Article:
(By Nick Pearce, Local Journalism Initiative Reporter, Star Phoenix)
A Saskatchewan First Nation is nurturing new farming operations more than a century after they were stifled.
An injection of $954,000 in federal cash is making up for lost time, Cowessess First Nation Chief Cadmus Delorme said. He expects the spending will help his community’s 1,500-acre farming operation expand to 4,500 acres and beyond.
“We want to revive agriculture and enable our community and its citizens to benefit from the vast amount of arable acres Cowessess First Nation owns,” Delorme said.
After signing Treaty 4 in 1874, Delorme said the First Nation had a successful batch of farmers who won crop and cattle competitions against their neighbours. However, colonial policies restricted their growth and the First Nation’s farmers dwindled, he said.
“There was almost a jealousy (over) how successfully we transitioned.”
As of 2010, non-band members were farming 32,000 acres of the First Nation’s land, he said. Farming operations the First Nation started in 2019 have aimed to make up for those lost opportunities.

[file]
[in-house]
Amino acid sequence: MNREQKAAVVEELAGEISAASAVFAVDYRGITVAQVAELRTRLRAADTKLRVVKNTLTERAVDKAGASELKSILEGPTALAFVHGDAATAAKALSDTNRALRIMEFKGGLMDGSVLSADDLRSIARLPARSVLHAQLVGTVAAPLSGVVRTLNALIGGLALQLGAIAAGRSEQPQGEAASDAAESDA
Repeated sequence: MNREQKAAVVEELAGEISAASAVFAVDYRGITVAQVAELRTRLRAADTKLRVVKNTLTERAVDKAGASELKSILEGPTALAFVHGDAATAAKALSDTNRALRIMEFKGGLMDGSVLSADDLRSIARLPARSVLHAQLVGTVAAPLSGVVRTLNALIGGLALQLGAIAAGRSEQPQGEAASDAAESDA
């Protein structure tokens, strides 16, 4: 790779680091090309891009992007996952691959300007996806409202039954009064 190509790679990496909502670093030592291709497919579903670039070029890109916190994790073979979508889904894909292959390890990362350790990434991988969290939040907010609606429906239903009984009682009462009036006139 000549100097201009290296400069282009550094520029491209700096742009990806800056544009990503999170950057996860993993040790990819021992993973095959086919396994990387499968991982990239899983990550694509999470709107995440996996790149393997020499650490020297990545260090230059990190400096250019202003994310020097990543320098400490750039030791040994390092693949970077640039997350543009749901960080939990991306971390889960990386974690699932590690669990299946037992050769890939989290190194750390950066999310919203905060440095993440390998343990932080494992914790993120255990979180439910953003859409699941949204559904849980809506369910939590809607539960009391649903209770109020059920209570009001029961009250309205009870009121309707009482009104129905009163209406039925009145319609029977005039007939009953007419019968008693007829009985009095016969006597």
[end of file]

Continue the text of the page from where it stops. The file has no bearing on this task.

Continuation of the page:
With most of the First Nation’s resources targeting poverty or community services, there’s little left over for economic enterprises, but he remains optimistic on one front, he noted. The First Nation has what it needs most for an agricultural comeback: land.
With the cash assistance, he hopes to eventually compete with more experienced farm operations.
“Unfortunately Cowessess is not there,” he said. “Maybe we could have been, if Treaty was looked at a little differently and these past policies (didn’t) affect us.”
Other Saskatchewan groups that received cash include $176,020 for Saskatchewan Indian Institute of Technologies (SIIT) to host a two-day Indigenous agriculture summit; $15,000 for Poundmaker Cree Nation to help develop a community garden and greenhouse; and $123,406 for Indigenous Works Organization Inc. to find ways for Indigenous groups to participate in agriculture.
Jessica Nixon, CEO of Cowessess Ventures Ltd., said the money will help build equity to secure lending for equipment, which is difficult to do on reserve status land. Her general strategy is to take a slower, more managed approach to growing operations in a high-risk sector, she said.
Building a matching labour force takes time, making it unrealistic for an inexperienced community member to fully manage a 4,500 acre farm, she added.
“It does take a lot of experience to manage all aspects of the farm. We don’t have many community members or youth who understand agriculture and the blood, sweat and tears that go into running a grain farm.”